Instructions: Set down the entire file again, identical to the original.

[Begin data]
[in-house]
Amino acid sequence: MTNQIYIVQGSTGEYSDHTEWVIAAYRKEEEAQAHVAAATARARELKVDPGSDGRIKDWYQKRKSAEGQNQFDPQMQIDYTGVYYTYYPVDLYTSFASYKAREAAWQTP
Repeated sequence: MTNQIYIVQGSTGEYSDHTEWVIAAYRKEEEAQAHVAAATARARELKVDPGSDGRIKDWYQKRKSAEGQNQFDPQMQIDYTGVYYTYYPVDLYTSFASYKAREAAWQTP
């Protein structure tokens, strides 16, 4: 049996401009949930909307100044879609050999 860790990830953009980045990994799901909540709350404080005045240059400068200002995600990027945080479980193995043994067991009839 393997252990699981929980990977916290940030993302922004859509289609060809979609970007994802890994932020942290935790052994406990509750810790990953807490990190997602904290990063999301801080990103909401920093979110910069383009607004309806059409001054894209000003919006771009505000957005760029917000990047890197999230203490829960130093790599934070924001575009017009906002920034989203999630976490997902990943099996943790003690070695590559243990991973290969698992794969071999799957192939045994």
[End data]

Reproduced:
[in-house]
Amino acid sequence: MTNQIYIVQGSTGEYSDHTEWVIAAYRKEEEAQAHVAAATARARELKVDPGSDGRIKDWYQKRKSAEGQNQFDPQMQIDYTGVYYTYYPVDLYTSFASYKAREAAWQTP
Repeated sequence: MTNQIYIVQGSTGEYSDHTEWVIAAYRKEEEAQAHVAAATARARELKVDPGSDGRIKDWYQKRKSAEGQNQFDPQMQIDYTGVYYTYYPVDLYTSFASYKAREAAWQTP
């Protein structure tokens, strides 16, 4: 049996401009949930909307100044879609050999 860790990830953009980045990994799901909540709350404080005045240059400068200002995600990027945080479980193995043994067991009839 393997252990699981929980990977916290940030993302922004859509289609060809979609970007994802890994932020942290935790052994406990509750810790990953807490990190997602904290990063999301801080990103909401920093979110910069383009607004309806059409001054894209000003919006771009505000957005760029917000990047890197999230203490829960130093790599934070924001575009017009906002920034989203999630976490997902990943099996943790003690070695590559243990991973290969698992794969071999799957192939045994």